After years of fighting for federal table scraps, the city’s Rio De Flag flood control project was fully funded by the United States Army Corps of Engineers this week.
The Corps included $52 million to fund the project in its fiscal year 2020 civil works plan.
In a statement, Flagstaff Mayor Coral Evans said the funding provided by the Army Corps means the real work can get underway.
“The hard work now begins, putting shovels in the ground and completing the project. I’m excited that completion of this project will protect the city from the effects of a catastrophic flood, and excited by the potential economic development that will follow,” Evans said.
The project is designed to mitigate the effects of a 100-year storm causing a large flood in the Rio de Flag and has been over two decades in the making. It is comprised of water drainage, diversion and detention facilities, including a system of channels and a flood wall that will range up to 8 feet tall.
Such an event, which has a 1% chance of happening every year, could impact more than 1,500 homes and businesses in the area of downtown, the Southside neighborhood and Northern Arizona University, and is estimated to cause close to $1 billion of damage to the city.
According to city officials, the Corps of Engineers anticipates work on each of three phases of the project will take two years. The city has said 108 properties will be affected, including houses, commercial, multifamily, municipal and railroad properties.
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The $52 million allocated by the Army Corps joins local dollars raised by the Flagstaff City Council to fund the project. In 2018, the council approved $33 million in bonds to pay for the city’s share of the flood control project and paid for by use of the stormwater fee.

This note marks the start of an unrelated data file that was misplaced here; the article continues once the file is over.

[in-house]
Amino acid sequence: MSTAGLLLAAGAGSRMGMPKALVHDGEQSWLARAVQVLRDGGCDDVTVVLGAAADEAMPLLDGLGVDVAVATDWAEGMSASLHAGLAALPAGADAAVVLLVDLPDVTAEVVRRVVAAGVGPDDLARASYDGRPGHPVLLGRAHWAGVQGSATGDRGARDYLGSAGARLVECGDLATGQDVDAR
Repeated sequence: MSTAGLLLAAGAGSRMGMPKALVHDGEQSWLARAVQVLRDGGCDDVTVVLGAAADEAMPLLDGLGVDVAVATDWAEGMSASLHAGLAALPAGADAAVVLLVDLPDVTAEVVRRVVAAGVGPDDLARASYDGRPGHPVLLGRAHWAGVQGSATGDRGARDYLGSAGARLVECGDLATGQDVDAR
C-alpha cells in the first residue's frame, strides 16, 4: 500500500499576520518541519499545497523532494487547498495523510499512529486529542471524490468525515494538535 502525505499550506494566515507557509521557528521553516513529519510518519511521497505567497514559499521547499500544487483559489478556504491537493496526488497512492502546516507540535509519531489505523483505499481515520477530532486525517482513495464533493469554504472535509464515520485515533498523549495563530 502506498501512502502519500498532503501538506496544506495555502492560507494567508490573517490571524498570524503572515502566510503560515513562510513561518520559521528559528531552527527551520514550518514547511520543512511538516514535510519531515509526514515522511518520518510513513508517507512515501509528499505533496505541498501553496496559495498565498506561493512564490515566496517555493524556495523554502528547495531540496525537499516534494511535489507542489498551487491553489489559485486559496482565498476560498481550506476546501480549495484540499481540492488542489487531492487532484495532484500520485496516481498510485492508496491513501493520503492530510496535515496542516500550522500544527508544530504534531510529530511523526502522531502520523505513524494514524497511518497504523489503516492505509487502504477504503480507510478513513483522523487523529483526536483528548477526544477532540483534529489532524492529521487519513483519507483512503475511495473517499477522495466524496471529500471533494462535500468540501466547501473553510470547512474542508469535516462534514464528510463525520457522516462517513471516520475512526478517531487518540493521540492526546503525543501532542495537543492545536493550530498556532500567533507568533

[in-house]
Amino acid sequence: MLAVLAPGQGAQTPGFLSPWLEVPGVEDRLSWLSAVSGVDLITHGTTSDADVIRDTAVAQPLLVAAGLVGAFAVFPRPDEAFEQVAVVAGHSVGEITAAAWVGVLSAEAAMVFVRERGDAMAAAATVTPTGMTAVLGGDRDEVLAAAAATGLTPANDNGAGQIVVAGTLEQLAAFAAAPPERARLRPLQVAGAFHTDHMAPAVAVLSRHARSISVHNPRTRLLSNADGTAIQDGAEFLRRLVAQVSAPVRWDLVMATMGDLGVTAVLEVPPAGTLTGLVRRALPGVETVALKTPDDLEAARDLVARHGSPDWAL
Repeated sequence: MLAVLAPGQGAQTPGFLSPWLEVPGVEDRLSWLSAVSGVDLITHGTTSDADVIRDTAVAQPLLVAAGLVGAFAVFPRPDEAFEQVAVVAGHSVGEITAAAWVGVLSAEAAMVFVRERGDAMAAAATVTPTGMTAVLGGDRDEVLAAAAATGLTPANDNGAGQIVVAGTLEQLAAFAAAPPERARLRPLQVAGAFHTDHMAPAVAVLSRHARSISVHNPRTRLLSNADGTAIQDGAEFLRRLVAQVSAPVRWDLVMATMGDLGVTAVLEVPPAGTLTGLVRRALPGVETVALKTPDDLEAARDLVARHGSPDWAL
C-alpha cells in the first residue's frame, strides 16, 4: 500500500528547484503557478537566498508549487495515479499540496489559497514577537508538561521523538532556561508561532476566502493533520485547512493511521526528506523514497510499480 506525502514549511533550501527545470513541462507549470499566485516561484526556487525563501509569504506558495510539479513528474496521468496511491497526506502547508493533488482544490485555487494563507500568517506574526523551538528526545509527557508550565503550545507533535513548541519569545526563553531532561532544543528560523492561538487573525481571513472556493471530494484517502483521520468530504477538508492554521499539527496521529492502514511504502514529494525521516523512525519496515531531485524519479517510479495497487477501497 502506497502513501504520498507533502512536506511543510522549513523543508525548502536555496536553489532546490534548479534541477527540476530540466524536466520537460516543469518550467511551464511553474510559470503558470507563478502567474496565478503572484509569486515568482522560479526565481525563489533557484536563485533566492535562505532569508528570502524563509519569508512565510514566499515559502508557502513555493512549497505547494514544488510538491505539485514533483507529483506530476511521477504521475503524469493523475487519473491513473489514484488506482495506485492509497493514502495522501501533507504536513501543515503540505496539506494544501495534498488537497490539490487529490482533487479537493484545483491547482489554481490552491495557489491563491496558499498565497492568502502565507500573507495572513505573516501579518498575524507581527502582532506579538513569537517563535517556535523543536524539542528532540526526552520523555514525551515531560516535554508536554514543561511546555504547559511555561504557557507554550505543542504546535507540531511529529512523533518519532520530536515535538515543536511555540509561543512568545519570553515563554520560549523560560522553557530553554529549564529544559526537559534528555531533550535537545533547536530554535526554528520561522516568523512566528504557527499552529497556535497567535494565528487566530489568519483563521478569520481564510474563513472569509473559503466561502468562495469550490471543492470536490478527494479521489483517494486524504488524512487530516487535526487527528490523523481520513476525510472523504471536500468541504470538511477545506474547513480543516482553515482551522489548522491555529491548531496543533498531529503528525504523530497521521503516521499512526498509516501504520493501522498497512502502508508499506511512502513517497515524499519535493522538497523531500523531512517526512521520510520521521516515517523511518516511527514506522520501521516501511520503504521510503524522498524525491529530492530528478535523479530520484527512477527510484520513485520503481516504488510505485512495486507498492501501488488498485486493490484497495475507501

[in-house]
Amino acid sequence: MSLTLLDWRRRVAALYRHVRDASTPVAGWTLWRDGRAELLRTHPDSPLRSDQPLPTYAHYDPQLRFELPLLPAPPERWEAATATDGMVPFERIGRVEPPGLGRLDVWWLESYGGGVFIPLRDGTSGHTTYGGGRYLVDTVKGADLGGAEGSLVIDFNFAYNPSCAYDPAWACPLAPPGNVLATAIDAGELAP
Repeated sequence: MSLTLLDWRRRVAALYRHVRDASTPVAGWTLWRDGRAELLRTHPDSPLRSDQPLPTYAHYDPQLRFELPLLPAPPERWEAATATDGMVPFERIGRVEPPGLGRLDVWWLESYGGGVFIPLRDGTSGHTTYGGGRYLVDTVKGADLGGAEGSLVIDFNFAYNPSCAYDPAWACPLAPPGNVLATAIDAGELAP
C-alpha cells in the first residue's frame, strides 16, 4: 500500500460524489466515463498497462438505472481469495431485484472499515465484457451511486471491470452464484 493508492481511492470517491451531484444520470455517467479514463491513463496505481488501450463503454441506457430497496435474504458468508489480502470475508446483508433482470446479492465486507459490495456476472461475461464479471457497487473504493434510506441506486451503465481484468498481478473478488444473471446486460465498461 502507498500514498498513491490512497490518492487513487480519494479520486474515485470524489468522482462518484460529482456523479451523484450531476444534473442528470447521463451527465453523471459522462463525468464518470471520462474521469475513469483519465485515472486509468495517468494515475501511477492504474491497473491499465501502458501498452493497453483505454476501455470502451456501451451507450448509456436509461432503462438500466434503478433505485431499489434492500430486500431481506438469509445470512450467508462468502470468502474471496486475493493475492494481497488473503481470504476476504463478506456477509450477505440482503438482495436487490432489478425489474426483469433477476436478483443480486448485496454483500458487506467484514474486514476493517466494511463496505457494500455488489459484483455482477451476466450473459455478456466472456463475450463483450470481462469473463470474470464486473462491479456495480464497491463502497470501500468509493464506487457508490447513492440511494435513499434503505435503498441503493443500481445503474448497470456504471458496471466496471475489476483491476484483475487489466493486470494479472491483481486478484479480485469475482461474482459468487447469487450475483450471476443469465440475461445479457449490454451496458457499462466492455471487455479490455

And just last year, the council reiterated its support for the project after some members of the public had pushed for the city to go it alone.
City Engineer Rick Barrett said it is now up to the city to acquire any property needed for the project, work with local providers to relocate utilities that will be in the project's way and wait for the 100% design plans to be finished, all before September 30.
Barrett said staff have been working hard to get all that done, but up until now, they couldn't be sure it would pay off. That's no longer a question now that the Army Corps has allocated funding.
And even if there are delays, Barrett said now that the money has been allocated, the project can't lose that money.
In 2018, Lieutenant General Todd Semonite, the Chief of the Corps, visited Flagstaff and toured the site of the flood control project with Evans and some members of the city council. During that visit, Semonite told city officials he wanted to see the project funded and underway by the end of his command of the Army Corps.
Evans also thanked Semonite and other Army Corps officials for pushing the project to the top of the priority list, as well as the politicians who supported the project.
Congressmen Greg Stanton and Paul Gosar and Congresswoman Anne Kirkpatrick all lobbied the Army Corps on behalf of the city’s flood control efforts.
“I want to thank all of our Arizona congressional delegation who signed a letter of support for this project, especially Congressman Tom O’Halleran, and Senators Kyrsten Sinema and Martha McSally for their unwavering support and commitment to this project,” Evans said.
Adrian Skabelund can be reached at the office at firstname.lastname@example.org, by phone at (928) 556-2261 or on Twitter @AdrianSkabelund.